SANTA ROSA (BCN) — A proposed passenger train between Sonoma and Marin counties will initially run between Santa Rosa and San Rafael, not between Cloverdale and Larkspur, the Sonoma Marin Area Rail Transit’s board of directors decided Saturday.
The board voted to initially build and operate only that 40-mile segment between the counties’ two largest cities because of a $350 million funding gap. The funding deficit was $155 million last year.
The 25 percent funding deficit is due to less revenue from a quarter-cent sales tax in both counties and modifications to the bond market, both of which finance the project, SMART’s general manager Lillian Hames said.
It will cost $395 million to build the segment between Railroad Square in Santa Rosa and the Marin County Civic Center in San Rafael.
That segment would serve 57 percent of the entire 70-mile line’s forecasted ridership between Cloverdale and Larkspur. SMART hopes to have the train running between San Rafael and Santa Rosa in 2014.
Building the segment between Railroad Square and Cloverdale will cost $218 million, and building the Marin Civic Center to Larkspur segment will cost $69 million when more funding becomes available, the board of directors said. The board hopes money will be available between 2016 and 2018.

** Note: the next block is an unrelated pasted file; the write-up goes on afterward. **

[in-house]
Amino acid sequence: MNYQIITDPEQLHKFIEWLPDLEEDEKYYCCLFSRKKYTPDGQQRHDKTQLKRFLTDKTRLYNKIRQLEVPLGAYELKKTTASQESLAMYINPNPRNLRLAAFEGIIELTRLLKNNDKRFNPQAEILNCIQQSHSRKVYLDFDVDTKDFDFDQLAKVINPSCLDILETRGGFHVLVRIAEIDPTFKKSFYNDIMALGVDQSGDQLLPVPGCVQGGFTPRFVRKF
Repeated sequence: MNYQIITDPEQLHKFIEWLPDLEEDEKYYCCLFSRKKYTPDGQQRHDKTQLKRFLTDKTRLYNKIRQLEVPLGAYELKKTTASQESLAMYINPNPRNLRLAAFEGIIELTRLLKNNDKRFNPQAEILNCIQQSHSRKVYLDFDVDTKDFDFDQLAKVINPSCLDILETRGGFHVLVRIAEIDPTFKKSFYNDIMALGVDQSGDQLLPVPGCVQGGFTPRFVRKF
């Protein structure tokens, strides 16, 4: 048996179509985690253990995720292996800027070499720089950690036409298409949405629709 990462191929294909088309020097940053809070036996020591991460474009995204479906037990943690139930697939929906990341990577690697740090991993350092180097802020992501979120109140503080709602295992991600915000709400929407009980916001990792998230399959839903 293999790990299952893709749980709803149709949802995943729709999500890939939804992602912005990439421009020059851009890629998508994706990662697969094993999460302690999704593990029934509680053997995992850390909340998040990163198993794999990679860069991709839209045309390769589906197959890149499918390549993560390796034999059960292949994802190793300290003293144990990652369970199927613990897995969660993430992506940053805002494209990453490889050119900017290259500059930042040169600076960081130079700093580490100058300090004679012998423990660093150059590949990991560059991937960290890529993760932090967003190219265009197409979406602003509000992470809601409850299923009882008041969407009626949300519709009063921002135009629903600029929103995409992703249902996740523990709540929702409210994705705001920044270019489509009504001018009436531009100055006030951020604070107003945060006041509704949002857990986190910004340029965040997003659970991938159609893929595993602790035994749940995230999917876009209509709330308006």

Ten board members voted to build the Santa Rosa-San Rafael segment first. Director Madeline Kellner of Novato voted not to, and director Judy Arnold, also of Novato, abstained.
Arnold said Monday morning she wanted to vote yes Saturday but preferred the board postpone its vote until another board meeting Wednesday in San Rafael when Marin County residents can weigh-in on the issue.
Arnold said a final vote will be taken Dec. 15.
The cost of building the entire line and a bicycle and pedestrian path was originally $590 million but has grown to $695 million.
SMART spokesman Chris Coursey said the board members wanted to vote on the issue at the six-hour workshop on six alternative construction scenarios Saturday because all its members were present and only six or seven would be at the meeting Wednesday at the San Rafael City Hall.
The board also wants to solicit construction contracts soon because bids are expected to be low in the still slumping, high unemployment economy, Coursey said.
The contracts include building the rail cars, train stations and more work on the Northwestern Pacific Railroad tracks.
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